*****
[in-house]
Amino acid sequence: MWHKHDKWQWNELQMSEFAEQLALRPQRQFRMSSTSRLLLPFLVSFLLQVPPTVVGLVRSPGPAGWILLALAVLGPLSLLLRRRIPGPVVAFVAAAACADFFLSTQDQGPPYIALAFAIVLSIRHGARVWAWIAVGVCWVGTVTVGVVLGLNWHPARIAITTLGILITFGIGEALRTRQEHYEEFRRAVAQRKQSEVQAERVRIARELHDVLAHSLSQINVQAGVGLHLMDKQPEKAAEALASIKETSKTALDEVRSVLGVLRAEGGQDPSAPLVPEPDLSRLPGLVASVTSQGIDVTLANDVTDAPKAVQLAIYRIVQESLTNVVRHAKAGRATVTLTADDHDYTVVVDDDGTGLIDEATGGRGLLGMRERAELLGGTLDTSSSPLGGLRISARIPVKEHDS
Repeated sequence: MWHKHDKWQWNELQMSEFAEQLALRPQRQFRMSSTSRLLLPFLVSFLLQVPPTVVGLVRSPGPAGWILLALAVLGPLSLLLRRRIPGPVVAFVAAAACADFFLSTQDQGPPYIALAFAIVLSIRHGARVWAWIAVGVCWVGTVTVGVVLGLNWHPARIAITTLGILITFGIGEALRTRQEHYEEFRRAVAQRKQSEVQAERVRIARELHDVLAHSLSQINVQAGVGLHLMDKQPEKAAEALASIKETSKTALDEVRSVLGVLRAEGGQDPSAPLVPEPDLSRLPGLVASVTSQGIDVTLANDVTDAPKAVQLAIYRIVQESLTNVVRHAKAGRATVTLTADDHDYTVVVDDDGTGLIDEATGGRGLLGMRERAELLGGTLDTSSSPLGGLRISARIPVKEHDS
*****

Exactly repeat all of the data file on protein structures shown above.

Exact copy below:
[in-house]
Amino acid sequence: MWHKHDKWQWNELQMSEFAEQLALRPQRQFRMSSTSRLLLPFLVSFLLQVPPTVVGLVRSPGPAGWILLALAVLGPLSLLLRRRIPGPVVAFVAAAACADFFLSTQDQGPPYIALAFAIVLSIRHGARVWAWIAVGVCWVGTVTVGVVLGLNWHPARIAITTLGILITFGIGEALRTRQEHYEEFRRAVAQRKQSEVQAERVRIARELHDVLAHSLSQINVQAGVGLHLMDKQPEKAAEALASIKETSKTALDEVRSVLGVLRAEGGQDPSAPLVPEPDLSRLPGLVASVTSQGIDVTLANDVTDAPKAVQLAIYRIVQESLTNVVRHAKAGRATVTLTADDHDYTVVVDDDGTGLIDEATGGRGLLGMRERAELLGGTLDTSSSPLGGLRISARIPVKEHDS
Repeated sequence: MWHKHDKWQWNELQMSEFAEQLALRPQRQFRMSSTSRLLLPFLVSFLLQVPPTVVGLVRSPGPAGWILLALAVLGPLSLLLRRRIPGPVVAFVAAAACADFFLSTQDQGPPYIALAFAIVLSIRHGARVWAWIAVGVCWVGTVTVGVVLGLNWHPARIAITTLGILITFGIGEALRTRQEHYEEFRRAVAQRKQSEVQAERVRIARELHDVLAHSLSQINVQAGVGLHLMDKQPEKAAEALASIKETSKTALDEVRSVLGVLRAEGGQDPSAPLVPEPDLSRLPGLVASVTSQGIDVTLANDVTDAPKAVQLAIYRIVQESLTNVVRHAKAGRATVTLTADDHDYTVVVDDDGTGLIDEATGGRGLLGMRERAELLGGTLDTSSSPLGGLRISARIPVKEHDS